by BLOOMBERG / pic by BLOOMBERG
Bitcoin is proving to be no haven asset amid the current global market meltdown.
The price of the largest digital currency continued to swing wildly in Asia Friday as a rout that began in earnest overnight in New York showed no signs of slowing down. Bitcoin dropped as much as 32% to $3,915, its weakest since March 2019, before clawing back most of that loss by midday in Hong Kong, according to consolidated pricing compiled by Bloomberg. Its drop of as much as 50% over the past two days is among the biggest ever.
Bitcoin was down 7.8% to $5,280 as of 12:25 p.m. in Hong Kong.
The wider Bloomberg Galaxy Crypto Index tracking a basket of digital assets hit a historic low in data going back to August 2017, sliding as much as 49% over the two sessions. Rival token Ether briefly flipped positive to reverse an earlier 30% loss, while XRP pared declines.
“This sell-off has caused cascading margin calls with the vast majority of investors shifting to exposure to cash,” said Wayne Trench, chief executive of digital asset brokerage and exchange operator OSL. “In this situation, correlation converges to 1 and even impacts potential ‘safe havens’ like gold and Bitcoin to varying extents.”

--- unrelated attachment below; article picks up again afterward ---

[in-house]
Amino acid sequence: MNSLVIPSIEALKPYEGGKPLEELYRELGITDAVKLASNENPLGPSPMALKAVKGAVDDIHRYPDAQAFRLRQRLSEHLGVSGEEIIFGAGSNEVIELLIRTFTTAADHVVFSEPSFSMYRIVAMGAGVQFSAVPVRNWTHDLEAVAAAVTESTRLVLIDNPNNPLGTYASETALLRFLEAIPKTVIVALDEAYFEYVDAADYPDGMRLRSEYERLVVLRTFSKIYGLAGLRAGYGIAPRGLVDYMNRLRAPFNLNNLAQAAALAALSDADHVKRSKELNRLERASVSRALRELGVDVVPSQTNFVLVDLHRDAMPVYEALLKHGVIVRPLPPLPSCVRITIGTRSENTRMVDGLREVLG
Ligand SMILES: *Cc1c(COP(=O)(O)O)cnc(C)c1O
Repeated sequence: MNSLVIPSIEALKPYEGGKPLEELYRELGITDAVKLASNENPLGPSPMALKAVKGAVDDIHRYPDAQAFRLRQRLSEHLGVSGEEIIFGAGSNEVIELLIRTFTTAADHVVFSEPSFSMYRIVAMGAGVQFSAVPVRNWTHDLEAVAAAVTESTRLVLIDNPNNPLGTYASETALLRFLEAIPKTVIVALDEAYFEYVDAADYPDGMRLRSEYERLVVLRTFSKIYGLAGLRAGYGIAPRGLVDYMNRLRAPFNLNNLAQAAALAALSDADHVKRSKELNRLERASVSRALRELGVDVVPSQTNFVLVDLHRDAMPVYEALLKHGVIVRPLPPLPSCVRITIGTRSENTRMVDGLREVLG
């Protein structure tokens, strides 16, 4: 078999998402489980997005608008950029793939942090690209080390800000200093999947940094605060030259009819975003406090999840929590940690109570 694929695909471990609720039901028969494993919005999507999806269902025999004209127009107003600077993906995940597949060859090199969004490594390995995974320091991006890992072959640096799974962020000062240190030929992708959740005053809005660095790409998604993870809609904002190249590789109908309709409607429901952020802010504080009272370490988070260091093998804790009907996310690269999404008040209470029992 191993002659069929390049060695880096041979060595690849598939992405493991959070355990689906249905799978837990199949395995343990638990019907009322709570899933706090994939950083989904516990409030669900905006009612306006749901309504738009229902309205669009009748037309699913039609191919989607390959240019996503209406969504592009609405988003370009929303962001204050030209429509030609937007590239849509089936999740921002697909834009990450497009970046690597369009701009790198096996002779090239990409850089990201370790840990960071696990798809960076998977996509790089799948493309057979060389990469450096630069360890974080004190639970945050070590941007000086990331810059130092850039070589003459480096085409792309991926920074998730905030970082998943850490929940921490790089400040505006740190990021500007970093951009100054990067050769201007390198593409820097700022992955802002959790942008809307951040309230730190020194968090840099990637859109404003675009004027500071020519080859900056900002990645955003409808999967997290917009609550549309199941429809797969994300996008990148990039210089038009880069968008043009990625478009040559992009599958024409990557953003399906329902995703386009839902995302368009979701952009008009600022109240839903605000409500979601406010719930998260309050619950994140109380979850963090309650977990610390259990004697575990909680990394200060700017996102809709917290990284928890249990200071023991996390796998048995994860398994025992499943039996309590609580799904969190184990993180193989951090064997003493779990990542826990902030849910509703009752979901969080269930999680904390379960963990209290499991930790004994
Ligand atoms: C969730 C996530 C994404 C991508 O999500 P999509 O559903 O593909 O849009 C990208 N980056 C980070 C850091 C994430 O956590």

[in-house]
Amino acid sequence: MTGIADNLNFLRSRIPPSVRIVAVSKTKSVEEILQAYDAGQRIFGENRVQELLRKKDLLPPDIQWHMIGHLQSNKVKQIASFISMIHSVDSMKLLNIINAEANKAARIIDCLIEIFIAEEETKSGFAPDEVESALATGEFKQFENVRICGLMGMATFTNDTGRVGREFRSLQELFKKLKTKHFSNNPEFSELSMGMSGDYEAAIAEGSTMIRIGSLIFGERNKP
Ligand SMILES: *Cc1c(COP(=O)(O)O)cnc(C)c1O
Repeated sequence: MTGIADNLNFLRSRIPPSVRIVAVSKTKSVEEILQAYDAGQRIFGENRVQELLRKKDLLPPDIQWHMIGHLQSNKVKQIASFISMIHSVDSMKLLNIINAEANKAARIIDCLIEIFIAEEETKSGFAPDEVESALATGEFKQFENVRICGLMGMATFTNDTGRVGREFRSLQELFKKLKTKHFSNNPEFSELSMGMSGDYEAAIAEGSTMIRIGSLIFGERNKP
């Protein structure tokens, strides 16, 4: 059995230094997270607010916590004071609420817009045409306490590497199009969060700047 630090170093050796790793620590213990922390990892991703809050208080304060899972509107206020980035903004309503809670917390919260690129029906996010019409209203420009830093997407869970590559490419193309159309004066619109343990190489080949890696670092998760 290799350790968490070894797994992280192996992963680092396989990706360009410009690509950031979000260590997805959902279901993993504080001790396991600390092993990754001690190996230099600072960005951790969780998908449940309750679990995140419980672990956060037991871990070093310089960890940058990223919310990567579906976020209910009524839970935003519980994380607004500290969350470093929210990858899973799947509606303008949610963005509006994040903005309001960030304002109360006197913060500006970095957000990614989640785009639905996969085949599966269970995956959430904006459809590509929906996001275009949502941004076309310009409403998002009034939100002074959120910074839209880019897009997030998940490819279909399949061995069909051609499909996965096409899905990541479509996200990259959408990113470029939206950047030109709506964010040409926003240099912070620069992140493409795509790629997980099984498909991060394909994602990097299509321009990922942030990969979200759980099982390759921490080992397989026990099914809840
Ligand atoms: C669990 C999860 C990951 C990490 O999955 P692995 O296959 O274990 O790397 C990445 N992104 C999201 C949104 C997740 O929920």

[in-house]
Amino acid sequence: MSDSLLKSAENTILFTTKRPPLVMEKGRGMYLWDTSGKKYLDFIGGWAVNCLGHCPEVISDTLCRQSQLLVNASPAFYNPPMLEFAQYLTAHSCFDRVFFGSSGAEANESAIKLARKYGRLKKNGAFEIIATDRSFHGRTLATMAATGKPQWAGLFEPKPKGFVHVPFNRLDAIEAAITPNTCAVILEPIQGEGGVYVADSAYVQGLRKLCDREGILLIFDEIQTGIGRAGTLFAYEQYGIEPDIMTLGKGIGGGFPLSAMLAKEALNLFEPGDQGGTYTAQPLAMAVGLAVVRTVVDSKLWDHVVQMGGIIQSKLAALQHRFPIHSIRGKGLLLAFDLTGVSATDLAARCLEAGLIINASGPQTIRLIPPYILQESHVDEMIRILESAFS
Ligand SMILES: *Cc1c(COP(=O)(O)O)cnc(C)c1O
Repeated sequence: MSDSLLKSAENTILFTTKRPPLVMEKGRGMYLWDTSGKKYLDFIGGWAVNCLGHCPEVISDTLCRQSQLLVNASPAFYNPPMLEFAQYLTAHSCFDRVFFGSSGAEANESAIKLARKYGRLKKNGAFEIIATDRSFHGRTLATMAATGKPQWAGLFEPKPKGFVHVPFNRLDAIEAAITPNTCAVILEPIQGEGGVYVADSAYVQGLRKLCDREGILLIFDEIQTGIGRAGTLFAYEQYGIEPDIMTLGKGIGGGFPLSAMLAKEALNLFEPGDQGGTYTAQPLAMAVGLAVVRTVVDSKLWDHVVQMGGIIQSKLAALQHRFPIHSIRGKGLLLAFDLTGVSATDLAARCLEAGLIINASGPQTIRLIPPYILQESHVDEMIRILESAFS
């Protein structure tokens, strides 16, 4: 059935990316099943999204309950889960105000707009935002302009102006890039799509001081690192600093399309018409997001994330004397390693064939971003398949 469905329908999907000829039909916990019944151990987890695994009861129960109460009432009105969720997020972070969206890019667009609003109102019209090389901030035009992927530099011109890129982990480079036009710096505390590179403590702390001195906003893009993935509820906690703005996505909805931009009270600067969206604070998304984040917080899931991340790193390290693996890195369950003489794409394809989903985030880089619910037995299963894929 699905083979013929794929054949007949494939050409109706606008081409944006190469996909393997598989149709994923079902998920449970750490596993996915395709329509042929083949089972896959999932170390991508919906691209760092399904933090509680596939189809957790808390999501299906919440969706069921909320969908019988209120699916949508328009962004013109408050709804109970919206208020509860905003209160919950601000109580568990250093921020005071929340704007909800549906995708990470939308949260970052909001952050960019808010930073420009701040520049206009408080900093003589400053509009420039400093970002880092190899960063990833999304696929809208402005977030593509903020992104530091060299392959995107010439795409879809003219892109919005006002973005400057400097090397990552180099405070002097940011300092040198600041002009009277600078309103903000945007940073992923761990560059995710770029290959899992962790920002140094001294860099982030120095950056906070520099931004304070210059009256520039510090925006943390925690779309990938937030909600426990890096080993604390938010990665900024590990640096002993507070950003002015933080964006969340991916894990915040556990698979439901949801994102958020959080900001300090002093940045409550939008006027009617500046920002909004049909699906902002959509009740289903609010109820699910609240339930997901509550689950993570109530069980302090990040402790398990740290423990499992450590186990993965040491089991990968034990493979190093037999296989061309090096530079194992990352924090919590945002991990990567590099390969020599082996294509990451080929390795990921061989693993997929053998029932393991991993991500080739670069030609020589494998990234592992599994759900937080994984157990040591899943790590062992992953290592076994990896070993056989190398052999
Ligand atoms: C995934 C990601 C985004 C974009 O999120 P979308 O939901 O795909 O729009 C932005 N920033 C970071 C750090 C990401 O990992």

Global markets have been rocked in recent weeks by an escalating number of macro headwinds from the intensifying coronavirus outbreak to a shock plunge in oil prices. U.S. President Donald Trump’s address to the nation Wednesday, which included curbs on most travel to Europe and unspecified relief spending, spurred further selling in equity markets around the world with the S&P 500 sinking the most since 1987 on Thursday.
“What do you want, cash or Bitcoin?” said Stephen Innes, chief Asia market strategist at Axicorp. “Obviously I want cash.”
Bitcoin is now down about 50% from its most recent February high. The crypto had been on the upswing this year to that point, as investors looked ahead to the so-called “halvening” — a scheduled reduction in the Bitcoin mining rate designed to combat price inflation.
“Traders are pulling money out of Bitcoin to fund their margin calls on other asset classes,” said Ross Middleton, chief financial officer at crypto exchange DeversiFi. “Perhaps they think that there will be better short-term opportunities to go long other asset classes in the near future.”